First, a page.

(Note: There is clearly an incoherence here. If awareness is knowing something, or perceiving something, and that which an object would be aware of is existence, then is awareness made of existence?)
This is where body, brain, and mind play a role. For the human of good sense knows we all have physical structures known as bodies. Science will confirm that there is a physical structure in the body known as a brain. I will consider the manifestations or effects of an active brain the mind. Where is consciousness commonly considered? In the mind.
However, there is a problem. The mind is not in the brain in the same manner that the brain is in the body. And we also have two physical structures occupying the same space, and if the body and brain are different structures, then they must have a reason for being considered as separate entities. For one, the brain, by necessity, must be smaller than the body; for it does not protrude out of the body under typical conditions. And clearly the brain is a very significant part of the body, since it manifests the mind, in which consciousness resides. So the question now is, how can the brain, and consequently the body, be aware of their own existence?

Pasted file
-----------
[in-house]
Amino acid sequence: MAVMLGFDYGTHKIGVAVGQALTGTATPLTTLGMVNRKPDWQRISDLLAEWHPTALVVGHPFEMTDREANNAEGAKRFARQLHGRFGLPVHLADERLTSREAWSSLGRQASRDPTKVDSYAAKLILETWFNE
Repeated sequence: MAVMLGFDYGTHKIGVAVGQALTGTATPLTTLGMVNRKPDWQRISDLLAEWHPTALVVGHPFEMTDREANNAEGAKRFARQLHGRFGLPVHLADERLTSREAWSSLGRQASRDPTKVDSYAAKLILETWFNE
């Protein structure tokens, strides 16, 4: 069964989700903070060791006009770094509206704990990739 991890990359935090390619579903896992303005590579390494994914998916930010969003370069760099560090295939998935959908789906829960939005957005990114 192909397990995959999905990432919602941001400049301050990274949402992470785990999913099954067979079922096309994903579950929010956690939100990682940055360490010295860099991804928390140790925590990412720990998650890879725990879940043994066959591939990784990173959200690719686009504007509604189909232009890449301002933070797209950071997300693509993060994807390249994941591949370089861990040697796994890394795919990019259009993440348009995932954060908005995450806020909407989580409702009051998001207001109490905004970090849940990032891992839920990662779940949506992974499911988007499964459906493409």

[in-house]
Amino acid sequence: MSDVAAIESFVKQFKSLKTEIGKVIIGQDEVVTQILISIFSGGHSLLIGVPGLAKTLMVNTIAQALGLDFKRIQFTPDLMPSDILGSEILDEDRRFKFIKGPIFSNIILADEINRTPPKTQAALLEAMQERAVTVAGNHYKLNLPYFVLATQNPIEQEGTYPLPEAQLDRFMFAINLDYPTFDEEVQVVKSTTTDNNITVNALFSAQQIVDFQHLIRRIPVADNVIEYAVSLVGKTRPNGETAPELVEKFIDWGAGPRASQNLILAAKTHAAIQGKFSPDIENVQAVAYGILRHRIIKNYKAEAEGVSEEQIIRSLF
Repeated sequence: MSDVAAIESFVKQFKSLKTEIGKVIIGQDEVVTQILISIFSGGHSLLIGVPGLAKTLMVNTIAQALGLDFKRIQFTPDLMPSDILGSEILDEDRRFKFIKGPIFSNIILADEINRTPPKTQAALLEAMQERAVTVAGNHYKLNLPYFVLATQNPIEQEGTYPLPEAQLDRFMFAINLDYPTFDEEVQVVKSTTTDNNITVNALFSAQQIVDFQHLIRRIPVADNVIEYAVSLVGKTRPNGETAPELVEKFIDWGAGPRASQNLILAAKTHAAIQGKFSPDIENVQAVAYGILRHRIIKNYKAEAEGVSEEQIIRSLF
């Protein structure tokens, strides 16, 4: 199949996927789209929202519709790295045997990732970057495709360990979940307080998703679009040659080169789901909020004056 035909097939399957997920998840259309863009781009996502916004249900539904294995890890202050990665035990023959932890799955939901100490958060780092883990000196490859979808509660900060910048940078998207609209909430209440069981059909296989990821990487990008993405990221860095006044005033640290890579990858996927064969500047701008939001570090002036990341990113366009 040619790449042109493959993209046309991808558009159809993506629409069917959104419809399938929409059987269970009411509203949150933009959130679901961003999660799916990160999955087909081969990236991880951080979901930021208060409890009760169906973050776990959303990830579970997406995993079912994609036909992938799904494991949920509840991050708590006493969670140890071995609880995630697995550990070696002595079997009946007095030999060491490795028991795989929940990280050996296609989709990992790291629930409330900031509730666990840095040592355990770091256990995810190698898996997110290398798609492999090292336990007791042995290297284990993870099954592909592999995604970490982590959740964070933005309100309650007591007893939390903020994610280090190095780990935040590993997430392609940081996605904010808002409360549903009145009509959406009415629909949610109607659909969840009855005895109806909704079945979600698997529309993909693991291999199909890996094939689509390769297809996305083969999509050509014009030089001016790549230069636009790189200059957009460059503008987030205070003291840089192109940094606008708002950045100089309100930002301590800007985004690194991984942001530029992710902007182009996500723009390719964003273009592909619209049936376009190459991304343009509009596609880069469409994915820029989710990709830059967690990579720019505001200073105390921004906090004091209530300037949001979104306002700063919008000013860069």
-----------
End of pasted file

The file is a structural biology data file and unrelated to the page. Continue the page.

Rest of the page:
Is this question relevant? For existence appears to be a function of all objects. Therefore everything should be “aware” of its own existence. But, awareness is a performance of the mind, non-mind possessing objects are not considered to possess such things as awareness or knowing. Yet we have two physical objects, which we consider to be made of material, and thus matter, claiming to either be the cause or generator of consciousness. How can this be possible without matter itself possessing consciousness?